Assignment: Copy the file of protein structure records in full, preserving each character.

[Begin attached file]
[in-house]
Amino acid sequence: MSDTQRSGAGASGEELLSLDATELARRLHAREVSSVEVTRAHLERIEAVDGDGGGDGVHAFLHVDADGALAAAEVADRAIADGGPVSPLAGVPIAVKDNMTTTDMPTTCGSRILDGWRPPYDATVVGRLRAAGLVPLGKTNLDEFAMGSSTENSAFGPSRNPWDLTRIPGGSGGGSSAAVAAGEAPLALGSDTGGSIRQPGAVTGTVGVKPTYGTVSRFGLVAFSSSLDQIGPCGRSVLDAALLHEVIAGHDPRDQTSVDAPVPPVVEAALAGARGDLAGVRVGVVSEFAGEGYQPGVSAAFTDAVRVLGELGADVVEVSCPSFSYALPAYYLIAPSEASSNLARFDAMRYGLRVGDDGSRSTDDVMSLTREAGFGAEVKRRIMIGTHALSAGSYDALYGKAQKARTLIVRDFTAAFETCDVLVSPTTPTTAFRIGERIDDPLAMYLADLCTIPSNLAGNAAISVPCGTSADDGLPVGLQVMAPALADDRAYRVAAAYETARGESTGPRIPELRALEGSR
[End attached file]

[in-house]
Amino acid sequence: MSDTQRSGAGASGEELLSLDATELARRLHAREVSSVEVTRAHLERIEAVDGDGGGDGVHAFLHVDADGALAAAEVADRAIADGGPVSPLAGVPIAVKDNMTTTDMPTTCGSRILDGWRPPYDATVVGRLRAAGLVPLGKTNLDEFAMGSSTENSAFGPSRNPWDLTRIPGGSGGGSSAAVAAGEAPLALGSDTGGSIRQPGAVTGTVGVKPTYGTVSRFGLVAFSSSLDQIGPCGRSVLDAALLHEVIAGHDPRDQTSVDAPVPPVVEAALAGARGDLAGVRVGVVSEFAGEGYQPGVSAAFTDAVRVLGELGADVVEVSCPSFSYALPAYYLIAPSEASSNLARFDAMRYGLRVGDDGSRSTDDVMSLTREAGFGAEVKRRIMIGTHALSAGSYDALYGKAQKARTLIVRDFTAAFETCDVLVSPTTPTTAFRIGERIDDPLAMYLADLCTIPSNLAGNAAISVPCGTSADDGLPVGLQVMAPALADDRAYRVAAAYETARGESTGPRIPELRALEGSR